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Former volleyball coach Jaye Flood was the winningest coach at FGCU before being fired in 2008 after raising gender equity concerns.
Former volleyball coach Jaye Flood was the winningest coach at FGCU before being fired in 2008 after raising gender equity concerns. / Special to The News-Press

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If given the choice, former FGCU volleyball coach Jaye Flood said she’d rather have her coaching career back than the sizable lawsuit settlement she received from the school four years ago.

“I haven’t gotten a call,” Flood, 55, said from her home in Naples. “I have not had one person offer me a position. There’s some really good high school jobs open right now that I’d love to get a chance at them.”

A former college setter and coach for nearly 30 years before being fired by FGCU in 2008, Flood was the winningest coach at FGCU through more than three years at the school and was named the Atlantic Sun Conference Coach of the Year in 2007, the school’s first in Division I, even while suspended by FGCU.

After she and three other female coaches raised gender equity concerns in 2007, though, Flood was suspended and later fired. She and another coach sued, alleging retaliation and defamation, and Flood was awarded $2.9 million from the $3.4 million settlement.

Flood later sold the USA South club team she founded and operated in Southwest Florida for 11 years. Since leaving FGCU she worked at Tommy Bahama in Naples and now works at the Naples city dock.

Still, Flood said the money doesn’t make up for the loss of her former career.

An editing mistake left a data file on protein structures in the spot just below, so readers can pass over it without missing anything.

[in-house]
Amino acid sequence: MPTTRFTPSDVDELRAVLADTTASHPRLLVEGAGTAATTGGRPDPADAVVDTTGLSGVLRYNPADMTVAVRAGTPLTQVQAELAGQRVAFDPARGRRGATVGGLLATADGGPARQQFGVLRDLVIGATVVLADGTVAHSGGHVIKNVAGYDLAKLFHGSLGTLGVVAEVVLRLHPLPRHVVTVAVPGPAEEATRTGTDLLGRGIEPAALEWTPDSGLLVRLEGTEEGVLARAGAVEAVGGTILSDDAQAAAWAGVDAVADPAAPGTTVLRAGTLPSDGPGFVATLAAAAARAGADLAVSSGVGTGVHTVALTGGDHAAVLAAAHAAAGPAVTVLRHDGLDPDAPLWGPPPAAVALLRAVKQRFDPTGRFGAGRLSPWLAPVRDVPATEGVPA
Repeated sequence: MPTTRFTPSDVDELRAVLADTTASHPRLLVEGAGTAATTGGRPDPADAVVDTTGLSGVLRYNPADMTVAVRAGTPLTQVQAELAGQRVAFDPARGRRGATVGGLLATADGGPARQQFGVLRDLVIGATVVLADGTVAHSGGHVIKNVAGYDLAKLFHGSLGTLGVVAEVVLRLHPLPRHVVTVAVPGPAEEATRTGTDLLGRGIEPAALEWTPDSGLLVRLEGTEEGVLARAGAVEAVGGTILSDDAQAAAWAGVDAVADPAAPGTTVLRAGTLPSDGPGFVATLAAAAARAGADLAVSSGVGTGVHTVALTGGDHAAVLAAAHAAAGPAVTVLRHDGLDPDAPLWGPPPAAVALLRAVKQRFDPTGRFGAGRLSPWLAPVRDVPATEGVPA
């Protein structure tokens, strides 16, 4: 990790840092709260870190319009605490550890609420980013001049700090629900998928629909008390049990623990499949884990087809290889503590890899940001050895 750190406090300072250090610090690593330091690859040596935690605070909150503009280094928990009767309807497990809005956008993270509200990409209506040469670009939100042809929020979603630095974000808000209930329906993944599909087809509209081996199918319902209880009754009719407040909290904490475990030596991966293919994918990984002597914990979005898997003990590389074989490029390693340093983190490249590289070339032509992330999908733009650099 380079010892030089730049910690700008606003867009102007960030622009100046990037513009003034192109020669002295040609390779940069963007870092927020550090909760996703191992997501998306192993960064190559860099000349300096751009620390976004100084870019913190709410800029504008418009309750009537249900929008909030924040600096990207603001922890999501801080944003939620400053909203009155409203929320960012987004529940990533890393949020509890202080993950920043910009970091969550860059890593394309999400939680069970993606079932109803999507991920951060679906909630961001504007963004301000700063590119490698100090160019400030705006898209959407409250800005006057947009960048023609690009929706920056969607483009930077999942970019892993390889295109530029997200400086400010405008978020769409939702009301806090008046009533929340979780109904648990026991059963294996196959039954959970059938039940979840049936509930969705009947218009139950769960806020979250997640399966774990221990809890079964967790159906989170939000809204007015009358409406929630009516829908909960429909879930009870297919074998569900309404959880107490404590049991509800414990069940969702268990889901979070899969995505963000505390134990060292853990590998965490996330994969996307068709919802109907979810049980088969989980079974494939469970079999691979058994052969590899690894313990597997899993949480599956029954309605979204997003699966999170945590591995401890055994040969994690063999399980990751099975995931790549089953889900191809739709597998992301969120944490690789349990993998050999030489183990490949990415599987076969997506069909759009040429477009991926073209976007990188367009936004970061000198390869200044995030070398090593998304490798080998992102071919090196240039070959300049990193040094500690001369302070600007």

“I was (financially secure) before,” Flood said from one of the three small condos she said she has owned and renovated in the same building since before her dispute with FGCU. “But I’ve always been a hard worker.”

Flood said she was warned by prominent national administrators in women’s athletics that the lawsuit would end her coaching career — “Why is that? I won it,” she said, almost as exasperated as she is uncertain of the answer — but the Michigan-raised athlete has a long history of standing up for herself.

A high school student in 1972 when the landmark Title IX legislation prohibiting gender discrimination in education was passed, Flood went with her parents before the school board to ask for more than the single uniform provided each girl for an entire year of sports.

Before that, Flood tucked her hair into her helmet to enter the draft of a youth boys ice hockey league.

“Then after the draft they said I couldn’t play,” Flood said. “I was picked by my dentist. He said, ‘I don’t care. I still want her.’”

Flood attended Central Michigan as one of the first recipients of a college scholarship in the Title IX era. She said she didn’t experience homophobia in athletics in her years there, a time when coaching positions in women’s sports were held almost entirely by women.

But just as gender inequities still exist in athletics, discrimination against women in athletics because of sexual orientation is no better now than at any other time in her career, she said.

“After my experience and after seeing what’s going on,” she said, “I want to fight for what’s right.”

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